I don't know why so much attention is given to Paltrow, since she's certainly not the only celebrity offender, nor the worst. Also, it's very unlikely that she's wrong about everything. Of course, I haven't read the book yet, so I don't know if it's any good, but it's an encouraging sign of some push back against those celebrities who are passing themselves off as experts on health or politics.

Sources:

Fallacy: Appeal to Celebrity


February 4, 2015 (Permalink)

We Need a Vaccination Against Contextomies

Did Barack Obama, when he was running for president in 2008, say that he was suspicious that there might be a connection between vaccines and the rising rate of autism? If you've heard this claim, you may have seen the following quote:

"We've seen just a skyrocketing autism rate. Some people are suspicious that it's connected to the vaccines. This person included. The science right now is inconclusive, but we have to research it."―Barack Obama, Pennsylvania Rally, 4/21/2008

This quote has been used both by political opponents of Obama who want to attack him for being "anti-science", as well as by some of those who are critical of vaccination and want to enlist him on their side. No doubt the quote sounds pretty damning if you assume that by "this person" Obama was referring to himself. However, if you watch the video of the campaign event at which Obama made the quoted remark, you should get a different impression―see the embedded video; the relevant remarks start at about the fortieth minute. This event seems to have been an outdoors question and answer session in which Obama is surrounded by a small group of voters. When he speaks the words "this person included", he points towards someone off camera.

This is a good example of a type of ambiguity that comes from the use of demonstrative words, such as "this", "that", "these", "those", etc. What such a demonstrative refers to is determined partly by context, including such clues as body language―Obama's pointing, in this case. Thus, when removed from context, such words are ambiguous, and you have to be careful not to misinterpret them.

Some of those who have recognized that Obama wasn't referring to himself in the quote have still criticized him for his subsequent statement: "The science right now is inconclusive, but we have to research it." That may sound as though he is giving aid and comfort to those who think that vaccination may be involved in autism. However, once again, looking at the larger context of Obama's remarks gives a different picture―I've highlighted the parts included in the original contextomy so that you can easily see what was excluded:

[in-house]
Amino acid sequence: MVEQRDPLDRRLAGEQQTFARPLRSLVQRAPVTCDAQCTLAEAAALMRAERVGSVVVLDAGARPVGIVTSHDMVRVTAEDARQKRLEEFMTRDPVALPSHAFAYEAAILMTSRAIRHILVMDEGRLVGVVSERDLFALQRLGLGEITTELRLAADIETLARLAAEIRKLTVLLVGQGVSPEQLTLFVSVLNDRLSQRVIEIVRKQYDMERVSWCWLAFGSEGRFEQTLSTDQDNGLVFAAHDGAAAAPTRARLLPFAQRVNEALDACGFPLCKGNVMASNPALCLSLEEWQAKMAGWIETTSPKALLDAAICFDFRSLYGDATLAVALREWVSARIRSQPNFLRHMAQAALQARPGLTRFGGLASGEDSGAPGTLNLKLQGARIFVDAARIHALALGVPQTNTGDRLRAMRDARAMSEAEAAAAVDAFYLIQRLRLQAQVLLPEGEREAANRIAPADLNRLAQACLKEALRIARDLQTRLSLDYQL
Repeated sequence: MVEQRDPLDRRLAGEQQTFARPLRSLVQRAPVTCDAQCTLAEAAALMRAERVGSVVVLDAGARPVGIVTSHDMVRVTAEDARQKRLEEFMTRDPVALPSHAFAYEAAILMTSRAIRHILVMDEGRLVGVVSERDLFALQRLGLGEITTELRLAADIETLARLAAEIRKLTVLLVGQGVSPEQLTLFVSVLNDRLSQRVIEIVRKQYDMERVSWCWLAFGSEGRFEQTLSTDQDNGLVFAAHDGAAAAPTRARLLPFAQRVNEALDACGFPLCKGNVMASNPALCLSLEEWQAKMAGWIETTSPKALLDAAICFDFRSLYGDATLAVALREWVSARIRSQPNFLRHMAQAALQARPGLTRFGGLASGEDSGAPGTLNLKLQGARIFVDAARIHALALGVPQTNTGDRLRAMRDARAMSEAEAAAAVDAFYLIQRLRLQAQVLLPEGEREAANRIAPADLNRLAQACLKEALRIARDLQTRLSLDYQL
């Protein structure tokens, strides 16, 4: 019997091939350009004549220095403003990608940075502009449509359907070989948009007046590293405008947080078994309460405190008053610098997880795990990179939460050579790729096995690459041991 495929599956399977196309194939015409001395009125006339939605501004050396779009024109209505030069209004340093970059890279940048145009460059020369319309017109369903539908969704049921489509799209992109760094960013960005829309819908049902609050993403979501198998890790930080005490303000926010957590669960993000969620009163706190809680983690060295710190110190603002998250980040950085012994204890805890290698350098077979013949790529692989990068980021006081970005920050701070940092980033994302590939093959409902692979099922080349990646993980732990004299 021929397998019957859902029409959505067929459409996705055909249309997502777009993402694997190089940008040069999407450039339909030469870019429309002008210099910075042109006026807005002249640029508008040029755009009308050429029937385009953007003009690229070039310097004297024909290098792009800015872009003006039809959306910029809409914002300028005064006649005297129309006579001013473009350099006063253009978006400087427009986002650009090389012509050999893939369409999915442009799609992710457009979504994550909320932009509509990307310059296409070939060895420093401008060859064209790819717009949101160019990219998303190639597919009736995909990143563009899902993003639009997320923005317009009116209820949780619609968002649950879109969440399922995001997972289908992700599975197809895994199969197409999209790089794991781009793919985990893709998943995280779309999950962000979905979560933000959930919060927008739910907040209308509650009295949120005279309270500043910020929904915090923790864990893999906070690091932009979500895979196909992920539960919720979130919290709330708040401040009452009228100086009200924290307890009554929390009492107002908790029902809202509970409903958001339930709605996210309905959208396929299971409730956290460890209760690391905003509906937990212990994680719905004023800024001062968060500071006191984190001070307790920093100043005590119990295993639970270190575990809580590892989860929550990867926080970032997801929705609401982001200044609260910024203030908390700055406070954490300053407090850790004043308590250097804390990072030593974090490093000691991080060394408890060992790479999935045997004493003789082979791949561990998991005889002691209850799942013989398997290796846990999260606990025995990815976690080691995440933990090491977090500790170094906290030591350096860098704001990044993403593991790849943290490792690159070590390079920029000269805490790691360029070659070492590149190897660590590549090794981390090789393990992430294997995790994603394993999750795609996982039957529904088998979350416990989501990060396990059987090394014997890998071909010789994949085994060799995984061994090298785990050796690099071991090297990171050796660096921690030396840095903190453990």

Weíve seen just a skyrocketing autism rate. Nobody knows exactly why. There are some people who are suspicious that itís connected to vaccines and triggers, but―this person included. The science right now is inconclusive, but we have to research it. Part of the reason I think it's very important to research it is those vaccines are also preventing huge numbers of deaths among children and preventing debilitating illnesses like polio. And so we can't afford to junk our vaccine system. We've got to figure out why is it that this is happening so that we are starting to see a more normal, what was a normal, rate of autism. Because if we keep on seeing increases at the rate we're seeing we're never going to have enough money to provide all the special needs, special education funding that's going to be necessary.

Notice that the second sentence, "nobody knows exactly why", refers back to the "skyrocketing autism rate". This sentence―which was omitted from the original quote without even the courtesy of ellipses―when restored and considered together with the subsequent statements about special education funding, make it clear that "the science right now is inconclusive" refers to the rising autism rate rather than the supposed link with vaccines.

It would still be fair to take Obama to task for not having more definitively disavowed the link between vaccination and autism. I hereby do so.

Sources:

  1. Michael Dobbs, "Dr. Obama and Dr. McCain", The Washington Post, 1/22/2015
  2. Louis Jacobson, "What Barack Obama said about autism and vaccines in 2008", PolitiFact, 2/3/2015
  3. Alex Knapp, "Obama Cites Link Between Vaccines and Autism", Outside the Beltway, 4/22/2015
  4. Robert Mackey, "Video Shows Obamaís 2008 Comments on Vaccines Were Misreported", The New York Times, 2/3/2015

Via: Paul Fidalgo, "One Ring to Fool Them All", The Morning Heresy, 2/4/2015